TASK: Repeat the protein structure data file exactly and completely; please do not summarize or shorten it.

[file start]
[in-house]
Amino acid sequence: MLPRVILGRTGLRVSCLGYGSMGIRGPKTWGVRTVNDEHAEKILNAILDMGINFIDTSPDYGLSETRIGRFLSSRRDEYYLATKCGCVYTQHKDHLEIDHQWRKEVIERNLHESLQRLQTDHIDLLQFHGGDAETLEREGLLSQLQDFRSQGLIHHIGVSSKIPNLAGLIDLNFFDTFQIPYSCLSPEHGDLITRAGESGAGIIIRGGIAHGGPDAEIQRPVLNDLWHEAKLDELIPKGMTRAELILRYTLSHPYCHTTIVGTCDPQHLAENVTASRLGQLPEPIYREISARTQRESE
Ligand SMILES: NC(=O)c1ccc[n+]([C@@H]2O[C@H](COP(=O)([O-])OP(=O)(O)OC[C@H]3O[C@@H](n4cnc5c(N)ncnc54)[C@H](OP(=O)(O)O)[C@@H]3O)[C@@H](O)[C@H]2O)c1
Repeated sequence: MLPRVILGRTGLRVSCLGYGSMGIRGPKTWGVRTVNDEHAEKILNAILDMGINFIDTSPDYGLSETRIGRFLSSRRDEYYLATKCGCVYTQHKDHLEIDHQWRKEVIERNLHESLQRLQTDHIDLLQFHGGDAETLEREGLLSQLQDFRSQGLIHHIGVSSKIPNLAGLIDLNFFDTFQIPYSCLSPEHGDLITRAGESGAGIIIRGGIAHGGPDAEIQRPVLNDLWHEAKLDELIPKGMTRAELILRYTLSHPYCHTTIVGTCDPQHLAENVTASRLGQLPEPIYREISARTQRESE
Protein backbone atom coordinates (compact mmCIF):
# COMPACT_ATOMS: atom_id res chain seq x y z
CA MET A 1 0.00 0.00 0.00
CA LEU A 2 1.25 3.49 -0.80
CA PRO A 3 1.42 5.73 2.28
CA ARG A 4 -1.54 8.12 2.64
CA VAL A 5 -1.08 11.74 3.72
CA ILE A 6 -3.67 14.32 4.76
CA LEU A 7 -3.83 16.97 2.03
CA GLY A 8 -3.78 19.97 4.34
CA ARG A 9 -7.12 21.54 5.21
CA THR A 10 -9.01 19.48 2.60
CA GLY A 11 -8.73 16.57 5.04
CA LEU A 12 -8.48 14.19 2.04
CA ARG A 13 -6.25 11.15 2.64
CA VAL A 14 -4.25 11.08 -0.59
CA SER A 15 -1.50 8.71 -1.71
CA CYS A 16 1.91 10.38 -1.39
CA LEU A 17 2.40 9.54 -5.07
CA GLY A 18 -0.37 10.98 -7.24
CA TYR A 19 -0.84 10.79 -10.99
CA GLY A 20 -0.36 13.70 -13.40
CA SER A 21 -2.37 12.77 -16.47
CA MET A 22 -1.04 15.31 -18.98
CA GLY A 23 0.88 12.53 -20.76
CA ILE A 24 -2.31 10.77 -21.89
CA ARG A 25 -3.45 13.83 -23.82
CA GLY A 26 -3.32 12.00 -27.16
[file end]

[in-house]
Amino acid sequence: MLPRVILGRTGLRVSCLGYGSMGIRGPKTWGVRTVNDEHAEKILNAILDMGINFIDTSPDYGLSETRIGRFLSSRRDEYYLATKCGCVYTQHKDHLEIDHQWRKEVIERNLHESLQRLQTDHIDLLQFHGGDAETLEREGLLSQLQDFRSQGLIHHIGVSSKIPNLAGLIDLNFFDTFQIPYSCLSPEHGDLITRAGESGAGIIIRGGIAHGGPDAEIQRPVLNDLWHEAKLDELIPKGMTRAELILRYTLSHPYCHTTIVGTCDPQHLAENVTASRLGQLPEPIYREISARTQRESE
Ligand SMILES: NC(=O)c1ccc[n+]([C@@H]2O[C@H](COP(=O)([O-])OP(=O)(O)OC[C@H]3O[C@@H](n4cnc5c(N)ncnc54)[C@H](OP(=O)(O)O)[C@@H]3O)[C@@H](O)[C@H]2O)c1
Repeated sequence: MLPRVILGRTGLRVSCLGYGSMGIRGPKTWGVRTVNDEHAEKILNAILDMGINFIDTSPDYGLSETRIGRFLSSRRDEYYLATKCGCVYTQHKDHLEIDHQWRKEVIERNLHESLQRLQTDHIDLLQFHGGDAETLEREGLLSQLQDFRSQGLIHHIGVSSKIPNLAGLIDLNFFDTFQIPYSCLSPEHGDLITRAGESGAGIIIRGGIAHGGPDAEIQRPVLNDLWHEAKLDELIPKGMTRAELILRYTLSHPYCHTTIVGTCDPQHLAENVTASRLGQLPEPIYREISARTQRESE
Protein backbone atom coordinates (compact mmCIF):
# COMPACT_ATOMS: atom_id res chain seq x y z
CA MET A 1 0.00 0.00 0.00
CA LEU A 2 1.25 3.49 -0.80
CA PRO A 3 1.42 5.73 2.28
CA ARG A 4 -1.54 8.12 2.64
CA VAL A 5 -1.08 11.74 3.72
CA ILE A 6 -3.67 14.32 4.76
CA LEU A 7 -3.83 16.97 2.03
CA GLY A 8 -3.78 19.97 4.34
CA ARG A 9 -7.12 21.54 5.21
CA THR A 10 -9.01 19.48 2.60
CA GLY A 11 -8.73 16.57 5.04
CA LEU A 12 -8.48 14.19 2.04
CA ARG A 13 -6.25 11.15 2.64
CA VAL A 14 -4.25 11.08 -0.59
CA SER A 15 -1.50 8.71 -1.71
CA CYS A 16 1.91 10.38 -1.39
CA LEU A 17 2.40 9.54 -5.07
CA GLY A 18 -0.37 10.98 -7.24
CA TYR A 19 -0.84 10.79 -10.99
CA GLY A 20 -0.36 13.70 -13.40
CA SER A 21 -2.37 12.77 -16.47
CA MET A 22 -1.04 15.31 -18.98
CA GLY A 23 0.88 12.53 -20.76
CA ILE A 24 -2.31 10.77 -21.89
CA ARG A 25 -3.45 13.83 -23.82
CA GLY A 26 -3.32 12.00 -27.16